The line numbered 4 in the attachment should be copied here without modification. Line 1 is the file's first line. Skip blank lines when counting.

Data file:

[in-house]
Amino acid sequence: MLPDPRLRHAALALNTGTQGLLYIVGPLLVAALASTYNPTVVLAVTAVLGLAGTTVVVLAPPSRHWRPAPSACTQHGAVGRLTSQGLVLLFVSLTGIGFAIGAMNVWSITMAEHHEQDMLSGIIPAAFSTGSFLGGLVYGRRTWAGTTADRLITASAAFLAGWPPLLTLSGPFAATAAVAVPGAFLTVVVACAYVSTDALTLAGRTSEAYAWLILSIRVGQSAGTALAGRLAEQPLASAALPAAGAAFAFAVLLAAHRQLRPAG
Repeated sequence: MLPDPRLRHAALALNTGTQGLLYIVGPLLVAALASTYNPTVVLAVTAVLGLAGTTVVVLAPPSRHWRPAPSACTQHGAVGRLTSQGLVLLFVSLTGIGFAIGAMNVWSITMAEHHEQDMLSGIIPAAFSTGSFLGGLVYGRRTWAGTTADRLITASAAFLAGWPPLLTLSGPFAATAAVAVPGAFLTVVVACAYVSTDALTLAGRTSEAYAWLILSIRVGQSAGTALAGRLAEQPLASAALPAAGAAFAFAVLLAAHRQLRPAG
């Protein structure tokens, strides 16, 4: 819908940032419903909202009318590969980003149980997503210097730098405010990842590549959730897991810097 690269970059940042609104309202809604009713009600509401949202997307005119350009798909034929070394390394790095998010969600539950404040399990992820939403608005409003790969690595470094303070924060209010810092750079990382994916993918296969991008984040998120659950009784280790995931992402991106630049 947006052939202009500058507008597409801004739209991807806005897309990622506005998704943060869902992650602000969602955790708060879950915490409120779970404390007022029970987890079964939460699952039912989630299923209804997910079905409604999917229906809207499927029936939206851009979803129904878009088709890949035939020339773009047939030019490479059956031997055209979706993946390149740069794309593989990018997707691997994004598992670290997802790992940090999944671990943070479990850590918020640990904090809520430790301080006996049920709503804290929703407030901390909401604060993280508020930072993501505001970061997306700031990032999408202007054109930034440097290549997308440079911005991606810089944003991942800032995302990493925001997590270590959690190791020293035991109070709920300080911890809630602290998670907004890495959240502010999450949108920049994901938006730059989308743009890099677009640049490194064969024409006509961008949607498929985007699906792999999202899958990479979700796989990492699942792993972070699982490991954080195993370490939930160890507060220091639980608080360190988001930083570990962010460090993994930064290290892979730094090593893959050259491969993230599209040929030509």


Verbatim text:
């Protein structure tokens, strides 16, 4: 819908940032419903909202009318590969980003149980997503210097730098405010990842590549959730897991810097 690269970059940042609104309202809604009713009600509401949202997307005119350009798909034929070394390394790095998010969600539950404040399990992820939403608005409003790969690595470094303070924060209010810092750079990382994916993918296969991008984040998120659950009784280790995931992402991106630049 947006052939202009500058507008597409801004739209991807806005897309990622506005998704943060869902992650602000969602955790708060879950915490409120779970404390007022029970987890079964939460699952039912989630299923209804997910079905409604999917229906809207499927029936939206851009979803129904878009088709890949035939020339773009047939030019490479059956031997055209979706993946390149740069794309593989990018997707691997994004598992670290997802790992940090999944671990943070479990850590918020640990904090809520430790301080006996049920709503804290929703407030901390909401604060993280508020930072993501505001970061997306700031990032999408202007054109930034440097290549997308440079911005991606810089944003991942800032995302990493925001997590270590959690190791020293035991109070709920300080911890809630602290998670907004890495959240502010999450949108920049994901938006730059989308743009890099677009640049490194064969024409006509961008949607498929985007699906792999999202899958990479979700796989990492699942792993972070699982490991954080195993370490939930160890507060220091639980608080360190988001930083570990962010460090993994930064290290892979730094090593893959050259491969993230599209040929030509």